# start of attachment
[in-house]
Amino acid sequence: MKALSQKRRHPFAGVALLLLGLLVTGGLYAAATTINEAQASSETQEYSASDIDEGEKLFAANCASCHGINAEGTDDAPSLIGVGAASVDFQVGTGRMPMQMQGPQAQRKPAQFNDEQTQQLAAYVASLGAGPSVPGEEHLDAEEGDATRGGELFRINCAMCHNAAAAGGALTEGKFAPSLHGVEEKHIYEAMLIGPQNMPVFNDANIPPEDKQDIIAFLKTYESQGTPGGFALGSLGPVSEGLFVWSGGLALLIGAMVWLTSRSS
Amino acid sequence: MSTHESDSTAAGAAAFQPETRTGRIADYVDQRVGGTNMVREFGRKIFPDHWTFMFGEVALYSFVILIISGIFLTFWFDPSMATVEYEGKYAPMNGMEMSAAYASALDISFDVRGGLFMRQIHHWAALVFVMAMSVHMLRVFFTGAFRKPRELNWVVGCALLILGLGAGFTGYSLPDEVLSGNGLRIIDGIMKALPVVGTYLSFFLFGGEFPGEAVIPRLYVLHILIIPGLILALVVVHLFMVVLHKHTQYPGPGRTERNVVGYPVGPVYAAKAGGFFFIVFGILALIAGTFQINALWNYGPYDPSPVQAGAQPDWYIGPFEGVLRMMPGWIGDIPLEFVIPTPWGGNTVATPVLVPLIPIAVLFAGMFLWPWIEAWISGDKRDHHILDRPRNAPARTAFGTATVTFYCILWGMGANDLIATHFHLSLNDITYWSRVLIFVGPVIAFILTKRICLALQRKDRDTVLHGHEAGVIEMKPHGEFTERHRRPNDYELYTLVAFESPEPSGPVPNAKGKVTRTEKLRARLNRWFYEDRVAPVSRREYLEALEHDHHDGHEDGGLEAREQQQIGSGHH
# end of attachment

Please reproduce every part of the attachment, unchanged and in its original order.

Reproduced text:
[in-house]
Amino acid sequence: MKALSQKRRHPFAGVALLLLGLLVTGGLYAAATTINEAQASSETQEYSASDIDEGEKLFAANCASCHGINAEGTDDAPSLIGVGAASVDFQVGTGRMPMQMQGPQAQRKPAQFNDEQTQQLAAYVASLGAGPSVPGEEHLDAEEGDATRGGELFRINCAMCHNAAAAGGALTEGKFAPSLHGVEEKHIYEAMLIGPQNMPVFNDANIPPEDKQDIIAFLKTYESQGTPGGFALGSLGPVSEGLFVWSGGLALLIGAMVWLTSRSS
Amino acid sequence: MSTHESDSTAAGAAAFQPETRTGRIADYVDQRVGGTNMVREFGRKIFPDHWTFMFGEVALYSFVILIISGIFLTFWFDPSMATVEYEGKYAPMNGMEMSAAYASALDISFDVRGGLFMRQIHHWAALVFVMAMSVHMLRVFFTGAFRKPRELNWVVGCALLILGLGAGFTGYSLPDEVLSGNGLRIIDGIMKALPVVGTYLSFFLFGGEFPGEAVIPRLYVLHILIIPGLILALVVVHLFMVVLHKHTQYPGPGRTERNVVGYPVGPVYAAKAGGFFFIVFGILALIAGTFQINALWNYGPYDPSPVQAGAQPDWYIGPFEGVLRMMPGWIGDIPLEFVIPTPWGGNTVATPVLVPLIPIAVLFAGMFLWPWIEAWISGDKRDHHILDRPRNAPARTAFGTATVTFYCILWGMGANDLIATHFHLSLNDITYWSRVLIFVGPVIAFILTKRICLALQRKDRDTVLHGHEAGVIEMKPHGEFTERHRRPNDYELYTLVAFESPEPSGPVPNAKGKVTRTEKLRARLNRWFYEDRVAPVSRREYLEALEHDHHDGHEDGGLEAREQQQIGSGHH